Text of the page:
Jan
06

Last Days – Book Review

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Last Days
Brian Evenson

Underland Press, Trade Paperback, 192 Pages
Review by Kent Knopp-Schwyn

Combining the wry humor of Neil Gaiman, detective prose a la Mickey Spillane and Grand Guignol set pieces reminiscent of Clive Barker, Brian Evenson mixes the varied elements into two interconnected novellas that pack a wallop as the first publication for Underland Press — a new Thriller/HDF publisher.

Last Days drops the reader into the unseen and rarely considered world of amputees via two interconnected novellas. In particular, the first novella (previously published as a limited edition chapbook from Earthling Publications) concerns cults or groups of amputees who achieved and maintain their status through self-mutilation. The protagonist of the book goes solely by the name, Kline. Before “The Brotherhood of Mutilation,” the first novella, begins, Kline has gone through severe trauma — his hand was cut off by a criminal and Kline first cauterized the wound in a nearby Bunsen Burner, then removed his gun from his useless, cut off appendage and quickly shot the criminal through the eye with his remaining “off” hand.

All this action has given Kline a certain cache within the amputee community since self-cauterization is a new and novel idea. Gous and Ramse, a pair of amputees whose verbal interplay is eerily similar to that Mr. Croup and Mr. Valdemar pay a visit to Kline and entice/coerce him to help solve a murder. Kline accompanies them to the compound owned and staffed by a local group of self-amputees. While there, Kline is introduced to a hidden and baffling world where status is achieved through multiple self-amputations. After some impenetrable interactions with members of this cult compound and after being inflicted with some unanticipated and unwanted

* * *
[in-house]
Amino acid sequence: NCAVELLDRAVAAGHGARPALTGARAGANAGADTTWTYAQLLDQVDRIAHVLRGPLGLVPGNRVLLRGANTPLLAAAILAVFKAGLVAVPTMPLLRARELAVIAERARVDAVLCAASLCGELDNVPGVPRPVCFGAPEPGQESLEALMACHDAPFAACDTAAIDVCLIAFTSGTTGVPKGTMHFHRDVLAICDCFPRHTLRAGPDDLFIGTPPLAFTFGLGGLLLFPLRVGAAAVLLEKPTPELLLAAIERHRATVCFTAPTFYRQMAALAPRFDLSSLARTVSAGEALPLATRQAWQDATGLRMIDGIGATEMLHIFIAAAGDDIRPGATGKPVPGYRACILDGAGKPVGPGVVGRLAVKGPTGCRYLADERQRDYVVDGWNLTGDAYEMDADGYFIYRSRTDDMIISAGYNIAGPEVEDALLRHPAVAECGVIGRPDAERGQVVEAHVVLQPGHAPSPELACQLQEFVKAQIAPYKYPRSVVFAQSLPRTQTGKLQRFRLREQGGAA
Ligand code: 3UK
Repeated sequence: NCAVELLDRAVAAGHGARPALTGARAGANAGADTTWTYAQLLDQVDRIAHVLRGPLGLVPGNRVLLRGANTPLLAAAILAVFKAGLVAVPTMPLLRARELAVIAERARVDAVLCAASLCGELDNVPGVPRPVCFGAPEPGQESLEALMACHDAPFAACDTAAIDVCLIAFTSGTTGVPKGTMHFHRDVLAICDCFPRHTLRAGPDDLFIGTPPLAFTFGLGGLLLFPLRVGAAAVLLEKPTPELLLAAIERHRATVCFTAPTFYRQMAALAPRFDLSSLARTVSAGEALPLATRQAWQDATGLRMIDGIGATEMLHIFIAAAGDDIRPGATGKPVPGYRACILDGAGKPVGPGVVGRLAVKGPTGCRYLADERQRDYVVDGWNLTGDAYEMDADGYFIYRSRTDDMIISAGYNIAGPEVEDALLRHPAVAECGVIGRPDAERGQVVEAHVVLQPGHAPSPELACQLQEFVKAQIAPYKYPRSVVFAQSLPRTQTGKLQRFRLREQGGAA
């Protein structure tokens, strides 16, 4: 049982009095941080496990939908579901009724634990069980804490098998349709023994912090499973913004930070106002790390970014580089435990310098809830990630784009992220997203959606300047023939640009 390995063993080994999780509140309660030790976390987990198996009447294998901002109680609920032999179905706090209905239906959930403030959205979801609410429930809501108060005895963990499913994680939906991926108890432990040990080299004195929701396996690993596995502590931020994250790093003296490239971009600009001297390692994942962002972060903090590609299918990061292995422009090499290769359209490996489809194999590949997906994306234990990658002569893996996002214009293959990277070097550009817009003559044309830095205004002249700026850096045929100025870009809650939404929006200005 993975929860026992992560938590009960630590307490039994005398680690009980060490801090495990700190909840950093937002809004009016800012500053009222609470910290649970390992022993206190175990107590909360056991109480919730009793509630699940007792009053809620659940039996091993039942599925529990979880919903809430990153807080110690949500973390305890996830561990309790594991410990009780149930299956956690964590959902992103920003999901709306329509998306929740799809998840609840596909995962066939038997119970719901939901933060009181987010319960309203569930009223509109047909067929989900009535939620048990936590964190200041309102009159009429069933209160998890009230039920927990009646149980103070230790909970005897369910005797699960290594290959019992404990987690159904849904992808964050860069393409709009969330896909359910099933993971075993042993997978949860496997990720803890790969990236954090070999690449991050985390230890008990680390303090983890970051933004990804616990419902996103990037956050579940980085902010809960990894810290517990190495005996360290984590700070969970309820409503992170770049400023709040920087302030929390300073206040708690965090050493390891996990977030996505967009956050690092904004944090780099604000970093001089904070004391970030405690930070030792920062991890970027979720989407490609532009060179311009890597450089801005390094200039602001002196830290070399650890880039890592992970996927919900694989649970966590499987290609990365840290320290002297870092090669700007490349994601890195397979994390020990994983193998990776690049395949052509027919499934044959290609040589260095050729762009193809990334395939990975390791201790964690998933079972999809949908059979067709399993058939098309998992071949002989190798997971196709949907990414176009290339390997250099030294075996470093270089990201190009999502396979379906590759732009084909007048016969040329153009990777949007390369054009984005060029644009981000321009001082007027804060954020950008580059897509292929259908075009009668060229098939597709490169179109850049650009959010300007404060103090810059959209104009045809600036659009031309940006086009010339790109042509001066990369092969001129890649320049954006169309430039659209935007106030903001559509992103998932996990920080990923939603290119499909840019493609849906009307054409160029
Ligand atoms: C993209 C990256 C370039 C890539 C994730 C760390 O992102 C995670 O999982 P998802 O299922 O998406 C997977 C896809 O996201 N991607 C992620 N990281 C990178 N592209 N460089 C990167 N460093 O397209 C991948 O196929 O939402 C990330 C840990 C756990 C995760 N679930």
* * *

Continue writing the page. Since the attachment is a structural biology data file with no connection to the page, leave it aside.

After his narrow escape, Kline next interacts with a very different amputee cult. It turns out that Ramse is a member of both groups and he again coerces Kline into working with a group of amputees, this new one profess no individual identities — an amputee is an amputee and all use the same name to subsume their identity into the group as a whole and all use the name Paul to address each other. This group wants to literally worship Kline; their ultimate goal is for Kline to destroy the Brotherhood of Mutilation. Once this task is competed, Kline will become Paul, a newly accepted as a member of the Pauls. Kline again rejects the desires of the group in order to maintain his hard-boiled maverick individualism and in doing so succeeds in subverting both groups while firming his grip on a new identity as the Mike Hammer of amputees.

On the whole, both polished novellas breeze along, carrying the reader through graphic set pieces, off-kilter scenes of combat and ultimately to savage and satisfying conclusions. Fans of both hard-boiled fiction and horror will look forward to further adventures with Kline and upcoming releases from Underland Press.

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